MEDIA


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'Fundamentalist' Americans miss the point of Boston bomber cover

19 Comments
21 July 2013 | Catherine Marshall

Rolling Stone cover featuring a photograph of the alleged Boston bomber, Dzhokhar TsarnaevGlory is the preserve of the patriotic American. Never was this belief more obvious than when Rolling Stone dared to publish on its cover a photograph of the alleged Boston bomber, Dzhokhar Tsarnaev. The ensuing public outrage has invoked the stiflingly patriotic adage adopted by George W. Bush shortly after the terrorist attacks on the Twin Towers: you're either with us or against us.


Writing and rampaging with Christopher Pearson

3 Comments
18 July 2013 | Brian Matthews

Cover of The Melbourne Partisan featuring Robert Menzies as the Statue of LibertyPearson and I scarcely ever agreed about anything, but I look back on the Adelaide Review's ragtag, cavalier youth with gratitude and affection. Likewise my time as a columnist with the brazen, short-lived Melbourne Partisan magazine. They were heady days, fuelled by rampant idealism, up-jumped confidence, booze, and the erratic, fortunate combination of various talents.


The socialist with rosary beads

6 Comments
25 June 2013 | Ray Cassin

Photo of Paul Mees by James DaviesPaul Mees, who died last week at the age of 52, was a public intellectual in the best sense of the term; a scholar and teacher with an international reputation; an activist who never shrank from a fight. He was also a man of deep faith, though many who admired Paul ignored this or regarded it as an eccentricity.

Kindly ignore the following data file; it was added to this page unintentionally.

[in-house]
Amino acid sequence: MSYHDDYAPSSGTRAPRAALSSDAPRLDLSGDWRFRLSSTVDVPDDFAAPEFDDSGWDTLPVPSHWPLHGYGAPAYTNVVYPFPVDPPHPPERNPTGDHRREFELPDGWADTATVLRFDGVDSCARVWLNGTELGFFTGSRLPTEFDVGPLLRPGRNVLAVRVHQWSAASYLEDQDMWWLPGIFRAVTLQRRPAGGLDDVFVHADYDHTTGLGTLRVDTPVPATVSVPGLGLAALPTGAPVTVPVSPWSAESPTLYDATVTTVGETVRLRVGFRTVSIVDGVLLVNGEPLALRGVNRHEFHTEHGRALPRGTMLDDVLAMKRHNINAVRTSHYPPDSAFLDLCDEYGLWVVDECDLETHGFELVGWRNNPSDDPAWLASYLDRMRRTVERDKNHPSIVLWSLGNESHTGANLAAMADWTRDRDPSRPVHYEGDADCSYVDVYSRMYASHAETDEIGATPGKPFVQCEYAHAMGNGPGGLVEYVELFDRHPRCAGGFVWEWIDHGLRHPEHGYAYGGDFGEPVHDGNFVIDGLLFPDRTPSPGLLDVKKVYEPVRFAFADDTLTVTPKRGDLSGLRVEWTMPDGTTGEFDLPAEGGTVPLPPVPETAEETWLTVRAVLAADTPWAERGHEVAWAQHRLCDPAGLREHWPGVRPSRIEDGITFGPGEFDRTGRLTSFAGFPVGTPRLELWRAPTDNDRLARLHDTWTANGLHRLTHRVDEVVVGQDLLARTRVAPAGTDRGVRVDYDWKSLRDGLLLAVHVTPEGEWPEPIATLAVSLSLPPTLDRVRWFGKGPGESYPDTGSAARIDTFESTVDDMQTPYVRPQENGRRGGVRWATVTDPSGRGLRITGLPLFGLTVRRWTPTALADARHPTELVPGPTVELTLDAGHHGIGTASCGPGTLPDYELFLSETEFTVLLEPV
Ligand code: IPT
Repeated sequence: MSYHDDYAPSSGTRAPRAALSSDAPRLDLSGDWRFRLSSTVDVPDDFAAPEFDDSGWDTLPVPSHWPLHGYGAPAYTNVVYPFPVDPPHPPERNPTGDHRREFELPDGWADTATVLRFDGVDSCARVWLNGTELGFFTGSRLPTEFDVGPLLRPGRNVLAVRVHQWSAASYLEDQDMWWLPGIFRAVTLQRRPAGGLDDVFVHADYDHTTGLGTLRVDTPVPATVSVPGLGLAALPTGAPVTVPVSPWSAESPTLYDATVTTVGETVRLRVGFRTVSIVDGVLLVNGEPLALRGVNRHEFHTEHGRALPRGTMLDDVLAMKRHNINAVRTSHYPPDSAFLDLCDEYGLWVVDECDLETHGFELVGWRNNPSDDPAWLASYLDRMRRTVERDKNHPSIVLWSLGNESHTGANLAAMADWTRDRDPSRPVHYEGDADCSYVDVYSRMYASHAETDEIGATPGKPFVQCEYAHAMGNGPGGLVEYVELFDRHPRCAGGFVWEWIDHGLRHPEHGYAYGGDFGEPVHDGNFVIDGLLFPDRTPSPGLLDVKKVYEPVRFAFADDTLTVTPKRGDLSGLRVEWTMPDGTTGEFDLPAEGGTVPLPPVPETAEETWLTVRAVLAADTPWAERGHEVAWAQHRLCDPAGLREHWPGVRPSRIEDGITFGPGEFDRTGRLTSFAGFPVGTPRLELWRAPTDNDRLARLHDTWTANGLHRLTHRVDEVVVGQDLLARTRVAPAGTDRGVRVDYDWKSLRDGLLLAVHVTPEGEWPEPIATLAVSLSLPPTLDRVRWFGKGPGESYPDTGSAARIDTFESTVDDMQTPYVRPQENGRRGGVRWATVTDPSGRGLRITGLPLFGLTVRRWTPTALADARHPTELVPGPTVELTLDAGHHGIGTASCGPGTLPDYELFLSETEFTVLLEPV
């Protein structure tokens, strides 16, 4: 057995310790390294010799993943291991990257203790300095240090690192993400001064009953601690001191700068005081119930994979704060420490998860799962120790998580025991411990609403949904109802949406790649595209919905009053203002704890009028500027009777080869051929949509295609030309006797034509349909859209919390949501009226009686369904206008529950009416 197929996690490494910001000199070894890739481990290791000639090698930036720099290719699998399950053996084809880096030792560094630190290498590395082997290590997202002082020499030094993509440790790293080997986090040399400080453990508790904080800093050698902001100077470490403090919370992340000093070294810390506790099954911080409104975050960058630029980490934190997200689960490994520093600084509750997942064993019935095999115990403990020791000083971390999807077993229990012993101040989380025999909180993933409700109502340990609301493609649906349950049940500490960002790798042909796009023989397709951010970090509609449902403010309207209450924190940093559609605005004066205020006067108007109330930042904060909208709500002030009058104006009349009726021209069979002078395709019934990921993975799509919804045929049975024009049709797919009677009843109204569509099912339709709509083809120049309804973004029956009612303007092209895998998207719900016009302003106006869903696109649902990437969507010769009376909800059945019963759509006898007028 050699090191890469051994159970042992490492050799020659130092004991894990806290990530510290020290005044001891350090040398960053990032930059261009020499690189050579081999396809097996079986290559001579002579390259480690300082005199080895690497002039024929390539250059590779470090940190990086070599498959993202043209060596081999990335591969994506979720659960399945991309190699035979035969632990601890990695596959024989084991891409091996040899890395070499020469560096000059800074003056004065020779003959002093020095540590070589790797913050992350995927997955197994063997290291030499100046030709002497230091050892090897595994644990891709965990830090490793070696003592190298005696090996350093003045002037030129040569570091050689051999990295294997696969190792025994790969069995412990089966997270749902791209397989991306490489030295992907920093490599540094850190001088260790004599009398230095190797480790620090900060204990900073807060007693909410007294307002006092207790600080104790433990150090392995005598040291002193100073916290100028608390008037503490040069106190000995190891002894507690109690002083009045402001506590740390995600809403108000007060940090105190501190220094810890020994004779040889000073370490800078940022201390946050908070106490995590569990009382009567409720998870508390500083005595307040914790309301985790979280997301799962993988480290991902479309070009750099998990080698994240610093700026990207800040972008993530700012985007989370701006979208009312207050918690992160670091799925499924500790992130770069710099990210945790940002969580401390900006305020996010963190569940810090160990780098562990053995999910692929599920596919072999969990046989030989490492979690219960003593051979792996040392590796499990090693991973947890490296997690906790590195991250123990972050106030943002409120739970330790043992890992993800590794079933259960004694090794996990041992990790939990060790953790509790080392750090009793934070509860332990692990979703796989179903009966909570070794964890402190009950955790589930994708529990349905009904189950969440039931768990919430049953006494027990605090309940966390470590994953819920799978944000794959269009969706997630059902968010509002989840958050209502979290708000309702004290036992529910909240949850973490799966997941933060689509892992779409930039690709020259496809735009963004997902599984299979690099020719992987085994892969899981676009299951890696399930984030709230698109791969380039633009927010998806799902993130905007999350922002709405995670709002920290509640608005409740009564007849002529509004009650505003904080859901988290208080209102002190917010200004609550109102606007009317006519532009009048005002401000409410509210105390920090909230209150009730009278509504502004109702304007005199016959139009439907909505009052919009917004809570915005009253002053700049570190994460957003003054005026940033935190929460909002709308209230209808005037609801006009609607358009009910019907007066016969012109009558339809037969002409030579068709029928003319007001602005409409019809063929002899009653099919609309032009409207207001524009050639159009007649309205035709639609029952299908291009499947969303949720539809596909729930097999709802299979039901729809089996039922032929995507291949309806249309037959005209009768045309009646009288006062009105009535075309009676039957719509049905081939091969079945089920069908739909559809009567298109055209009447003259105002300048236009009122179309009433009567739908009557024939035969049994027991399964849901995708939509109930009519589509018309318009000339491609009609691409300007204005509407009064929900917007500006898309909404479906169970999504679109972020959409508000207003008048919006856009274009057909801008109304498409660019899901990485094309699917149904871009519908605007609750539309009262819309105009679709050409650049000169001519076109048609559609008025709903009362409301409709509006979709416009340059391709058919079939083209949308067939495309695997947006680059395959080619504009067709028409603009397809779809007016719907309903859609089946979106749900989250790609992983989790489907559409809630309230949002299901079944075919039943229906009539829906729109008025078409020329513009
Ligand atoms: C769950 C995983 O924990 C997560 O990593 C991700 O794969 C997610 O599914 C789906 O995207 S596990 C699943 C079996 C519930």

Catholic communicators navigating new media

1 Comment
06 May 2013 | Michael McVeigh


Pope for the Twitter age

1 Comment
19 March 2013 | Beth Doherty

Twitter feed on iPhoneThe power of social media was manifest during the days following the announcement. Images of the Pope washing and kissing the feet of women, cancer and AIDS patients, and the poor, went viral. Francis himself recognised that the often maligned and misunderstood work of the media can play a part in spreading a message of justice.


Free speech is safe from Conroy's feather duster

5 Comments
19 March 2013 | Ray Cassin

Feather duster

Free speech is not at risk, and the media companies know it. Their real fears concern the proposed Public Interest Media Advocate's task to determine whether future mergers and acquisitions are in the public interest. The outcry is motivated by self-interest, not concern for the rights and freedoms of citizens. 


Caucusing cardinals trump greedy media

10 Comments
14 March 2013 | Ray Cassin

Pope Francis accompanied by assorted cardinalsThe media abhor a vacuum, and thus we got to hear about, among other things, the cabal of anonymous gay clerics who are allegedly at the heart of the Vatileaks and banking scandals. UFOs and monsters from space didn't appear in these stories, but if the Church had endured another week of sede vacante they probably would have.


Beware if Mr Assange goes to Canberra

11 Comments
05 March 2013 | Ray Cassin

Julian Assange headshotIt's not the Assange who aspired to strut the global stage as messiah or naughty boy who bothers me; it is the Assange of recently diminished ambition who now aspires only to strut the corridors of Parliament House. For all its faults t he democratic process is all we've got: beware those who promise to save us from it.


Pope sweet on tweets

10 Comments
30 January 2013 | Andrew Hamilton

Pope using an iPadWhen the Pope speaks on social media the casual reader might expect to hear the musings of an old man out of touch and out of sympathy with modern technology. If so, Pope Benedict's recent statement for World Media Day may come as a surprise. He pays little attention to risks, focusing on possibilities.


Stifling media inquiries in Australia and the UK

8 Comments
03 December 2012 | Ray Cassin

Protestor dressed as Rupert Murdoch burning Leveson reportAustralian journalists' tendency to conflate the UK Leveson inquiry's recommendations with those of Australia's Finkelstein inquiry is ill-informed. This blurring in the minds of journalists, publishers and the wider public is a reminder of the anger that spawned the inquiries, and a broad hint about their likely consequences.


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